Recent studies show that chronic conditions now affect nearly one in two Americans. Our physicians are specially trained to diagnose, treat and help prevent chronic conditions. To help ease the impact a chronic condition might have on your life and to help you enjoy a higher quality of life, we offer comprehensive and expert medical care with compassion. We provide support, treatment and management of these chronic medical conditions.
We offer programs for the following chronic conditions:
Chronic Obstructive Pulmonary Disease (COPD)
Asthma is a chronic disease that affects the airway causing coughing, wheezing, shortness of breath and tightness in the chest. Asthma can affect anyone at any age, and it varies from mild, moderate to severe causing symptoms to appear inconsistently. For some symptoms may occur repeatedly for a period of time, while others may have an episode and then it will be a while before another attack occurs.
Generally, people with asthma can continue with their normal daily activities. The key to managing asthma is prevention and control. The first step to treating/managing your asthma is to avoid the triggers of the asthma attacks. Monitoring your breathing daily can also help you recognize symptoms early and treat them before an attack comes. Other treatment options that may be considered for managing your asthma includes medications, inhaled corticosteroids, immunotherapy and quick relief medications. We will work with each patient individually to determine which treatment option will be most beneficial for their specific needs.
Allergies affect one out of four people in the United States and are the fifth leading chronic disease among all ages. Allergies can affect anyone of any age or gender. Some risk factors for allergies include heredity, stress, hormones, smoke, fragrances or other environmental irritants.With allergies, the immune system overreacts and responds to external factors (allergens) such as pollen, dust, food, etc. This overreaction causes a wide range of symptoms including coughing, sneezing, watery and itchy eyes, and a runny nose. In some cases, it can also cause hives, rashes and difficulty breathing. When severe, it can even lead to death.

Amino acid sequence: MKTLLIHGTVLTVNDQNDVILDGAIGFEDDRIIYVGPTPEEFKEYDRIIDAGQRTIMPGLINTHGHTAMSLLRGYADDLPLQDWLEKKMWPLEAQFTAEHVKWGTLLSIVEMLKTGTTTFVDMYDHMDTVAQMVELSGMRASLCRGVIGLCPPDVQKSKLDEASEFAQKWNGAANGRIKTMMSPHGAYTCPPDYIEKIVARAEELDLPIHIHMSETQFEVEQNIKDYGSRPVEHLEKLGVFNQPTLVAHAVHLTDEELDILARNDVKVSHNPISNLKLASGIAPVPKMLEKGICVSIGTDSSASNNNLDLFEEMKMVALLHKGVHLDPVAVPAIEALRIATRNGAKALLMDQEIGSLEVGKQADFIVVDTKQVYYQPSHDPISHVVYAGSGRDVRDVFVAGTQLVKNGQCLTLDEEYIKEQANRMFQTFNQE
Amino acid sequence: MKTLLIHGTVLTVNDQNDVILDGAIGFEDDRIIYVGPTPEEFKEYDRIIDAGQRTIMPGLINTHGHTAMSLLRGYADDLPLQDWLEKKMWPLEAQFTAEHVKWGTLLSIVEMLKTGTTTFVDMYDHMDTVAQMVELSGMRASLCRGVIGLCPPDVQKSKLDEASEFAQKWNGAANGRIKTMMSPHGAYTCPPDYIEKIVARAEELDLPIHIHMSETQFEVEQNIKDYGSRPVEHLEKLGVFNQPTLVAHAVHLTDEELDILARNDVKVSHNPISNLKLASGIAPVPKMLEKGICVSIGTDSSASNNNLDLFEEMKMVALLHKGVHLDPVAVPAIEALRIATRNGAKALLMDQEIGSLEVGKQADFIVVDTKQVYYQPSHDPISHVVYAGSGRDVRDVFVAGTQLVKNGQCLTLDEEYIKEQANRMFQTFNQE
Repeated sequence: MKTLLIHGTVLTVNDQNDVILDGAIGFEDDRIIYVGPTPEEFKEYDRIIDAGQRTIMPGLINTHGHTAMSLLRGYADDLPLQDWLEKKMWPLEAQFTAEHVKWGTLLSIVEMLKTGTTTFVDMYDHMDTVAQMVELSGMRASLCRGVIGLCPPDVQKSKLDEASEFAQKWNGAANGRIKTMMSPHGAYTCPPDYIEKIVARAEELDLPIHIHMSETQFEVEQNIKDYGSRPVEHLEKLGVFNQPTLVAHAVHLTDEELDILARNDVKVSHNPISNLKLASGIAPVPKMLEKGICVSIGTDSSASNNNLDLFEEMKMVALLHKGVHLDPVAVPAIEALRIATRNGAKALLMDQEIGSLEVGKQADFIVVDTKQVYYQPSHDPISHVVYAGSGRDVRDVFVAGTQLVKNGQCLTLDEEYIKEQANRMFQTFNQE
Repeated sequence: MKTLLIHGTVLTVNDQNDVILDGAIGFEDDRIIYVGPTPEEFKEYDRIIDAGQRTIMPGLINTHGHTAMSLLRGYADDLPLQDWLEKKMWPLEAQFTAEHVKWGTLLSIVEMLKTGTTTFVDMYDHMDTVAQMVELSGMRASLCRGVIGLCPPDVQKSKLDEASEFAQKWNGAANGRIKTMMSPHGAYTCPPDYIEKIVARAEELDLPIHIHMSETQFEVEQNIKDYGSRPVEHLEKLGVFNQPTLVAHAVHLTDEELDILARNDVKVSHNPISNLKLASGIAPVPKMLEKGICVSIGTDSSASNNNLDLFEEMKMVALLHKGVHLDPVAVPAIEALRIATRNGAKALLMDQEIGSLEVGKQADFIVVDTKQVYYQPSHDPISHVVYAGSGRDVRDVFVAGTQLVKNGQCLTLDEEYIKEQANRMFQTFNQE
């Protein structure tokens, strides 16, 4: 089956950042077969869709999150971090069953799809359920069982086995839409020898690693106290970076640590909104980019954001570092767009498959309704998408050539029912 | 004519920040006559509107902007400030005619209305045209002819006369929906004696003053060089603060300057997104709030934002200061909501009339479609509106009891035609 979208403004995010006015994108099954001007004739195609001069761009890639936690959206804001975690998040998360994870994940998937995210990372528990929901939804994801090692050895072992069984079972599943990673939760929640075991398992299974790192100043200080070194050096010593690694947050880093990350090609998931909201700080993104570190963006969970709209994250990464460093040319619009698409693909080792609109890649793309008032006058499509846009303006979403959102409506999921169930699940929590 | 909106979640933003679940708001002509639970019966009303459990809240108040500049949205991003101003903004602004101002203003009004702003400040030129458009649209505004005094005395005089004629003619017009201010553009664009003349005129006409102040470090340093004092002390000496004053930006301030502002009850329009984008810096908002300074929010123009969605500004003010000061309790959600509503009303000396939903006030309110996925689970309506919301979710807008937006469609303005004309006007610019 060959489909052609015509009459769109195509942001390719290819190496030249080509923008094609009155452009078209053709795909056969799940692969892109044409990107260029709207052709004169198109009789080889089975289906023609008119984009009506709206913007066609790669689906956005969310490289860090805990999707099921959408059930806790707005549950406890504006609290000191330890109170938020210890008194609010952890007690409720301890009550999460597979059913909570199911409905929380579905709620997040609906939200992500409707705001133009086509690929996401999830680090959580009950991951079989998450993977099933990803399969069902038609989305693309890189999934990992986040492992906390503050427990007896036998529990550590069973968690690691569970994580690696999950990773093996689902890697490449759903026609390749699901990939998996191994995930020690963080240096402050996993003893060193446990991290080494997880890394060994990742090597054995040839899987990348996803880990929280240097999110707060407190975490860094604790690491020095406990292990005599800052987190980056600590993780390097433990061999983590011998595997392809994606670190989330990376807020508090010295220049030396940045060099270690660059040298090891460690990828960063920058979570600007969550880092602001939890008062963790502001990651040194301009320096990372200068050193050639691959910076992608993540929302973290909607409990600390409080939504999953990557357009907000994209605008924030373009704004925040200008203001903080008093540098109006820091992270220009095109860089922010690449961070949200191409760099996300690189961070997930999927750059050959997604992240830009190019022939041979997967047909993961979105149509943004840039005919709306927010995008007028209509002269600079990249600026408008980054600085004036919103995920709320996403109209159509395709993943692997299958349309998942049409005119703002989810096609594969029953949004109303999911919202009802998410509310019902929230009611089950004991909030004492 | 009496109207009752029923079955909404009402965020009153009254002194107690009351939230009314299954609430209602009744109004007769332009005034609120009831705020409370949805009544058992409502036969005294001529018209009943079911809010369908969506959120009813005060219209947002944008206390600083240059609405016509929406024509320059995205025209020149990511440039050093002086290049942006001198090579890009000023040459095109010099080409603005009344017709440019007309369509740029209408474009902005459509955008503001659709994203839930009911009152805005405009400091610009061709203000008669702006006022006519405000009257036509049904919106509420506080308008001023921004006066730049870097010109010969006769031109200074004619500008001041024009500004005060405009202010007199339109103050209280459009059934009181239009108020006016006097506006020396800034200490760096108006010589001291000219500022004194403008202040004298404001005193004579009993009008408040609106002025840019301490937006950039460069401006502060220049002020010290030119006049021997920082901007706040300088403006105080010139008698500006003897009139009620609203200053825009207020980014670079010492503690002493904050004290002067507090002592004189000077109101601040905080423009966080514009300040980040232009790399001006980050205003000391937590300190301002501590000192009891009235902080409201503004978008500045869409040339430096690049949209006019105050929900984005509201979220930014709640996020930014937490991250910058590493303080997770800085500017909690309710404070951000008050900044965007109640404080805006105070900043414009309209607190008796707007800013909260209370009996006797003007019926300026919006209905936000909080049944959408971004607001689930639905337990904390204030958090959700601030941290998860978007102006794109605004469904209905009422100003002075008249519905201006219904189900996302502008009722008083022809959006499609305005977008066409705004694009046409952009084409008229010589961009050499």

Arthritis is the inflammation (swelling) of the joints. There are over 100 different kinds of arthritis, including juvenile arthritis and rheumatoid arthritis, but the most common is osteoarthritis, also known as degenerative joint disease. The exact cause of osteoarthritis isn’t fully known, but it is related to the normal wear and tear of joints, and might also be hereditary. It is recognized by the fraying, wearing down and decay of the joints, and typically causes constant or intermittent joint pain, a hindrance or loss of motion in the joint, and in some cases, complete disability of the joint itself.
Diabetes is a disease where there is too much sugar in your blood, thus complicating how your body will use the blood sugar (also referred to as “blood glucose”). There are four types of diabetes: Type 1, Type 2 diabetes, pre-diabetes and gestational diabetes. Both pre-diabetes and gestational diabetes are preventable and sometimes reversible, unlike Type 1 and Type 2 diabetes, which are chronic types of diabetes. Symptoms may vary depending on the type of diabetes one has, and may include increased hunger, excessive thirst, frequent urination, fatigue, unexpected weight loss, various infections, blurred vision or sores that are slow to heal.
High Blood Pressure
High blood pressure, also known as hypertension, is a common condition that can eventually lead to heart disease. It occurs when the force of the blood against the artery walls is too great. Blood pressure is determined by how much blood your heart pumps and the resistance it faces when flowing through your arteries.
A normal blood pressure is 120 over 80 (120/80). Blood pressure is considered high if it is constantly over 140 over 90 (140/90). The top number is your systolic pressure, which is the pressure your heart creates as it beats. The bottom number is your diastolic pressure, which is the pressure that is inside your blood vessels when your heart is at rest.
Typically, high blood pressure develops over several years. A person can go years without showing any signs or symptoms of high blood pressure. However, some common symptoms include: dizzy spells, tedious headaches and more frequent nosebleeds.
Cholesterol is the waxy matter in the blood lipids (fats) that is needed to build healthy cells; however, too much can increase a person’s risk for developing heart disease. High cholesterol is when there is an excessive amount of cholesterol build up in the fats found in your blood making it difficult for an adequate amount of blood to flow through your arteries. This could lead to a heart attack or a stroke.
Heart disease also referred to as cardiovascular disease is the primary cause of death among men and women in the United States. It is a term used to describe a condition that involves blocked or narrowed blood vessels. There is a wide range of disorders that affect the heart and blood vessels that are considered heart disease. These disorders include: congenital heart defects, coronary artery disease and heart rhythm problems.
Osteoporosis is preventable and treatable disease that is characterized by the thinning and weakening of your bones, causing them to become fragile and breakable. Throughout your life, your bones are constantly in the process of building up and breaking down. After about age 30, however, more bone material is broken down in a year than built up. Over time, this can lead to the bones becoming frail or brittle.